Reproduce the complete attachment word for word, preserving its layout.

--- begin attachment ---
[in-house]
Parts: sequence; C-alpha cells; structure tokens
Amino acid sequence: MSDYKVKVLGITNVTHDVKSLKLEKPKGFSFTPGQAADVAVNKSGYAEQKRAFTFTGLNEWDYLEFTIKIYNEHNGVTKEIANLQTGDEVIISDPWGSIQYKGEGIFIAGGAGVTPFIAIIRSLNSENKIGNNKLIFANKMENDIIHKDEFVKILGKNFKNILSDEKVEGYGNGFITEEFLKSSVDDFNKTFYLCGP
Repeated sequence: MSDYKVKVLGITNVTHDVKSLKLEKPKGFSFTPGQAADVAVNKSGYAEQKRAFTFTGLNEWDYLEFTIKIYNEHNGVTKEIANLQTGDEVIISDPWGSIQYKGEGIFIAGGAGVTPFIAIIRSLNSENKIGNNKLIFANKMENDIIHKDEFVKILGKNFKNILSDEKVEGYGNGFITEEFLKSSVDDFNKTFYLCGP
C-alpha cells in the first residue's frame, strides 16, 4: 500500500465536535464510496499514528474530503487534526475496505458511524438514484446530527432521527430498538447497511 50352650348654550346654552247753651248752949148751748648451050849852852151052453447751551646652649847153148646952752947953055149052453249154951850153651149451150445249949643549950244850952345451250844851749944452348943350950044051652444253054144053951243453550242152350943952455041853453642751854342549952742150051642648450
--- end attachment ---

[in-house]
Parts: sequence; C-alpha cells; structure tokens
Amino acid sequence: MSDYKVKVLGITNVTHDVKSLKLEKPKGFSFTPGQAADVAVNKSGYAEQKRAFTFTGLNEWDYLEFTIKIYNEHNGVTKEIANLQTGDEVIISDPWGSIQYKGEGIFIAGGAGVTPFIAIIRSLNSENKIGNNKLIFANKMENDIIHKDEFVKILGKNFKNILSDEKVEGYGNGFITEEFLKSSVDDFNKTFYLCGP
Repeated sequence: MSDYKVKVLGITNVTHDVKSLKLEKPKGFSFTPGQAADVAVNKSGYAEQKRAFTFTGLNEWDYLEFTIKIYNEHNGVTKEIANLQTGDEVIISDPWGSIQYKGEGIFIAGGAGVTPFIAIIRSLNSENKIGNNKLIFANKMENDIIHKDEFVKILGKNFKNILSDEKVEGYGNGFITEEFLKSSVDDFNKTFYLCGP
C-alpha cells in the first residue's frame, strides 16, 4: 500500500465536535464510496499514528474530503487534526475496505458511524438514484446530527432521527430498538447497511 50352650348654550346654552247753651248752949148751748648451050849852852151052453447751551646652649847153148646952752947953055149052453249154951850153651149451150445249949643549950244850952345451250844851749944452348943350950044051652444253054144053951243453550242152350943952455041853453642751854342549952742150051642648450